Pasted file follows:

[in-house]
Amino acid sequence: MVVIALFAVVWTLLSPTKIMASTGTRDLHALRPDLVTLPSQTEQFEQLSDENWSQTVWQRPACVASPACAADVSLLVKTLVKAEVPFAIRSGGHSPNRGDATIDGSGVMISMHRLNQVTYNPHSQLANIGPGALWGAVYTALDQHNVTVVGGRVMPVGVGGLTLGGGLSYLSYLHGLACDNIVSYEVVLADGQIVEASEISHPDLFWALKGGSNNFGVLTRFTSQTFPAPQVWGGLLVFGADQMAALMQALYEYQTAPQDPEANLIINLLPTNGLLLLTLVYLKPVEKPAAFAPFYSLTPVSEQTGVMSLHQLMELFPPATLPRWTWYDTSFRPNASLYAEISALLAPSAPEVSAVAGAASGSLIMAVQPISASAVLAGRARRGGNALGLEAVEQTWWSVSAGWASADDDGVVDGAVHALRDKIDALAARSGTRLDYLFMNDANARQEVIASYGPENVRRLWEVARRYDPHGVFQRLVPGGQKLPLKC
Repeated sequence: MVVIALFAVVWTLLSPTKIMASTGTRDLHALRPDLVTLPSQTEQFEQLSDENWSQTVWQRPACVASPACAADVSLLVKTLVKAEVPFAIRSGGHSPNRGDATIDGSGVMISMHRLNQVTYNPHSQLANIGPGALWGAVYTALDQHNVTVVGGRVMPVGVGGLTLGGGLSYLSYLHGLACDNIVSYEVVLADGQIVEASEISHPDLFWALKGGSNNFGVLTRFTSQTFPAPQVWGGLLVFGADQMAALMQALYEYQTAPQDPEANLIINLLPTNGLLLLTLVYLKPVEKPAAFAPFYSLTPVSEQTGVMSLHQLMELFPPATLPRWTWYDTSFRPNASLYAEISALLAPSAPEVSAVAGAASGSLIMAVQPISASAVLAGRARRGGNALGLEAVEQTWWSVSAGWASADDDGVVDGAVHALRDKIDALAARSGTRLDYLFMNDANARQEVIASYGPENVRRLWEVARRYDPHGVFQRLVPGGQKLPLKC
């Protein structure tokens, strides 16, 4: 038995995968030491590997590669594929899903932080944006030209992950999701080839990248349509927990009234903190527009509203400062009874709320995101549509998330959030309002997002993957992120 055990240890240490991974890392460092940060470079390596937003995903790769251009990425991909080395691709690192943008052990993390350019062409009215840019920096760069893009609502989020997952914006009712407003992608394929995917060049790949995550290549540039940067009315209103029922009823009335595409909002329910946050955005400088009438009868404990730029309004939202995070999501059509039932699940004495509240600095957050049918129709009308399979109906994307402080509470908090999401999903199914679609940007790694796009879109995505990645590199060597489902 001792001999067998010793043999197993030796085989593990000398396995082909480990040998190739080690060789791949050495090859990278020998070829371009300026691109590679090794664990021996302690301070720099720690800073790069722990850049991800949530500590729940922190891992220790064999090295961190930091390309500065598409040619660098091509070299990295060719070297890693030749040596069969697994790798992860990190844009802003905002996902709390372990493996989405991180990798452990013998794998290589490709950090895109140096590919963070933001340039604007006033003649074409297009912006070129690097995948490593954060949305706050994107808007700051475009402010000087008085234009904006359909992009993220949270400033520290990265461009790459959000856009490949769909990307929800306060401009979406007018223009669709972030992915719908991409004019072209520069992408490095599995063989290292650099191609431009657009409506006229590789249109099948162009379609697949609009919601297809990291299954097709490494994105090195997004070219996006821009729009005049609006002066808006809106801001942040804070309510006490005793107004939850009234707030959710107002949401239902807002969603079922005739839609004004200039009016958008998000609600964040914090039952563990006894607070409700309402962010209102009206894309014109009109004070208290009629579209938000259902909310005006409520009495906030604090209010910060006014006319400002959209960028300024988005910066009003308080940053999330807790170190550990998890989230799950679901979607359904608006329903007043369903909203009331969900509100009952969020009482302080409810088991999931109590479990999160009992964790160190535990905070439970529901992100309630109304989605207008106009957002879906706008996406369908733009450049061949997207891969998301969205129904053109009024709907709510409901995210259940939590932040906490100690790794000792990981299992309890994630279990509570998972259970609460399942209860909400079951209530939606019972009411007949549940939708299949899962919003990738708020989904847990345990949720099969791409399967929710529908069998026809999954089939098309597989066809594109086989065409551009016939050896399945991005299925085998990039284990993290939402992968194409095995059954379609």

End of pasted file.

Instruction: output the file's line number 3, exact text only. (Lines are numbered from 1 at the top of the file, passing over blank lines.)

Repeated sequence: MVVIALFAVVWTLLSPTKIMASTGTRDLHALRPDLVTLPSQTEQFEQLSDENWSQTVWQRPACVASPACAADVSLLVKTLVKAEVPFAIRSGGHSPNRGDATIDGSGVMISMHRLNQVTYNPHSQLANIGPGALWGAVYTALDQHNVTVVGGRVMPVGVGGLTLGGGLSYLSYLHGLACDNIVSYEVVLADGQIVEASEISHPDLFWALKGGSNNFGVLTRFTSQTFPAPQVWGGLLVFGADQMAALMQALYEYQTAPQDPEANLIINLLPTNGLLLLTLVYLKPVEKPAAFAPFYSLTPVSEQTGVMSLHQLMELFPPATLPRWTWYDTSFRPNASLYAEISALLAPSAPEVSAVAGAASGSLIMAVQPISASAVLAGRARRGGNALGLEAVEQTWWSVSAGWASADDDGVVDGAVHALRDKIDALAARSGTRLDYLFMNDANARQEVIASYGPENVRRLWEVARRYDPHGVFQRLVPGGQKLPLKC